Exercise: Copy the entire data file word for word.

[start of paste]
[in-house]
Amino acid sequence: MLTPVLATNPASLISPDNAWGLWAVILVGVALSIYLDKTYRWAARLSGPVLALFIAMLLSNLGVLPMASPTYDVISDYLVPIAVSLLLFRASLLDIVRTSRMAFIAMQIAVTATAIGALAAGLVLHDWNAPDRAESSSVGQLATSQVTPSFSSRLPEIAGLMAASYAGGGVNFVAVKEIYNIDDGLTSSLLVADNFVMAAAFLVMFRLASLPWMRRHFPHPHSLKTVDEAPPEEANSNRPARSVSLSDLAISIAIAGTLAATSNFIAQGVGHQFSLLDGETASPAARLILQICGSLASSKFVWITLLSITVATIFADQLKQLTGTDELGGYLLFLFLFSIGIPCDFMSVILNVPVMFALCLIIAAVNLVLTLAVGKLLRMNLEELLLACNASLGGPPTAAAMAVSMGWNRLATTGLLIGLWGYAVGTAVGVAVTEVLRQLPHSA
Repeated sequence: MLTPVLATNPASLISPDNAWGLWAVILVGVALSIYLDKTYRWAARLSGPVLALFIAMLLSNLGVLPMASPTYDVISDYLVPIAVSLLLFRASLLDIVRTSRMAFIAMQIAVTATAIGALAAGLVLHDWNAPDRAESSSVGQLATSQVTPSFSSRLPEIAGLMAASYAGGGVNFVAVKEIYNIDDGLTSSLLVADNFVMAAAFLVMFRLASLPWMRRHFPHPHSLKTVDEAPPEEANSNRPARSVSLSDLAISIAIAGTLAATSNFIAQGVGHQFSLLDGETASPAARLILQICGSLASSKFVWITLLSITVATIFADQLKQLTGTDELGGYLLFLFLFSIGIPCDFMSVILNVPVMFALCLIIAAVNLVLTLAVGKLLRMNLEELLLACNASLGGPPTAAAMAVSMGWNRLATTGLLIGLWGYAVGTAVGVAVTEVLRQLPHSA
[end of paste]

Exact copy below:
[in-house]
Amino acid sequence: MLTPVLATNPASLISPDNAWGLWAVILVGVALSIYLDKTYRWAARLSGPVLALFIAMLLSNLGVLPMASPTYDVISDYLVPIAVSLLLFRASLLDIVRTSRMAFIAMQIAVTATAIGALAAGLVLHDWNAPDRAESSSVGQLATSQVTPSFSSRLPEIAGLMAASYAGGGVNFVAVKEIYNIDDGLTSSLLVADNFVMAAAFLVMFRLASLPWMRRHFPHPHSLKTVDEAPPEEANSNRPARSVSLSDLAISIAIAGTLAATSNFIAQGVGHQFSLLDGETASPAARLILQICGSLASSKFVWITLLSITVATIFADQLKQLTGTDELGGYLLFLFLFSIGIPCDFMSVILNVPVMFALCLIIAAVNLVLTLAVGKLLRMNLEELLLACNASLGGPPTAAAMAVSMGWNRLATTGLLIGLWGYAVGTAVGVAVTEVLRQLPHSA
Repeated sequence: MLTPVLATNPASLISPDNAWGLWAVILVGVALSIYLDKTYRWAARLSGPVLALFIAMLLSNLGVLPMASPTYDVISDYLVPIAVSLLLFRASLLDIVRTSRMAFIAMQIAVTATAIGALAAGLVLHDWNAPDRAESSSVGQLATSQVTPSFSSRLPEIAGLMAASYAGGGVNFVAVKEIYNIDDGLTSSLLVADNFVMAAAFLVMFRLASLPWMRRHFPHPHSLKTVDEAPPEEANSNRPARSVSLSDLAISIAIAGTLAATSNFIAQGVGHQFSLLDGETASPAARLILQICGSLASSKFVWITLLSITVATIFADQLKQLTGTDELGGYLLFLFLFSIGIPCDFMSVILNVPVMFALCLIIAAVNLVLTLAVGKLLRMNLEELLLACNASLGGPPTAAAMAVSMGWNRLATTGLLIGLWGYAVGTAVGVAVTEVLRQLPHSA